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Climate of the Past An interactive open-access journal of the European Geosciences Union
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Volume 12, issue 6
Clim. Past, 12, 1281–1296, 2016
https://doi.org/10.5194/cp-12-1281-2016
© Author(s) 2016. This work is distributed under
the Creative Commons Attribution 3.0 License.
Clim. Past, 12, 1281–1296, 2016
https://doi.org/10.5194/cp-12-1281-2016
© Author(s) 2016. This work is distributed under
the Creative Commons Attribution 3.0 License.

Research article 02 Jun 2016

Research article | 02 Jun 2016

Last Glacial Maximum and deglacial abyssal seawater oxygen isotopic ratios

Carl Wunsch1,a Carl Wunsch
  • 1Department of Earth and Planetary Sciences, Harvard University, Cambridge, USA
  • aalso at: Department of Earth, Atmospheric and Planetary Sciences, MIT, Cambridge, USA

Abstract. An earlier analysis of pore-water salinity (chlorinity) in two deep-sea cores, using terminal constraint methods of control theory, concluded that although a salinity amplification in the abyss was possible during the LGM, it was not required by the data. Here the same methodology is applied to δ18Ow in the upper 100 m of four deep-sea cores. An ice volume amplification to the isotopic ratio is, again, consistent with the data but not required by it. In particular, results are very sensitive, with conventional diffusion values, to the assumed initial conditions at −100 ky and a long list of noise (uncertainty) assumptions. If the calcite values of δ18O are fully reliable, then published enriched values of the ratio in seawater are necessary to preclude sub-freezing temperatures, but the seawater δ18O in pore fluids does not independently require the conclusion.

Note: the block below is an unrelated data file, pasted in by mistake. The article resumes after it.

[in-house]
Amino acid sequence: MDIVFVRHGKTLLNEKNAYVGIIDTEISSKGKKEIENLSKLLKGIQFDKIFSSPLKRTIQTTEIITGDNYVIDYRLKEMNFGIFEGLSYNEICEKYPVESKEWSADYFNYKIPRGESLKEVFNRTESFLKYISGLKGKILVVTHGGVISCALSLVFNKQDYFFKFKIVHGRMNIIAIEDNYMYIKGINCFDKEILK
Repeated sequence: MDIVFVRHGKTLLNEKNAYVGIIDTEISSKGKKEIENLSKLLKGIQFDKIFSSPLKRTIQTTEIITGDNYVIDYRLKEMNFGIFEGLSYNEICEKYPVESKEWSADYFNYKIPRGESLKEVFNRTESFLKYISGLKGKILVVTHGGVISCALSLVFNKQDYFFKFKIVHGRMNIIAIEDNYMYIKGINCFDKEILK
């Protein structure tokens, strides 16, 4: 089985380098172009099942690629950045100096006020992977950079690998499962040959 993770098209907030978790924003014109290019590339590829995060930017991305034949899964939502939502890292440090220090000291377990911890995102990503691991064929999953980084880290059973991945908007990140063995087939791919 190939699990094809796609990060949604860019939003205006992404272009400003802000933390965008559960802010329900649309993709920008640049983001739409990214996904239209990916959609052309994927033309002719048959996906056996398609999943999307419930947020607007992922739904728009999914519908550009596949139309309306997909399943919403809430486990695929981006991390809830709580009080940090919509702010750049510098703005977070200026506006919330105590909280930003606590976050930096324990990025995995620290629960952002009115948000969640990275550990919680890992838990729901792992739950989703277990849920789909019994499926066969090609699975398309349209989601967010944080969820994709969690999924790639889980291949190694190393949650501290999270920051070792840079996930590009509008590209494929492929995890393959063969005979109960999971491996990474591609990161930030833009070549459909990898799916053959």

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This paper examines the oxygen isotope data in several deep-sea cores. The question addressed is whether those data support an inference that the abyssal ocean in the Last Glacial Maximum period was significantly colder than it is today. Along with a separate analysis of salinity data in the same cores, it is concluded that a cold, saline deep ocean is consistent with the available data but so is an abyss much more like that found today. LGM model testers should beware.
This paper examines the oxygen isotope data in several deep-sea cores. The question addressed is...
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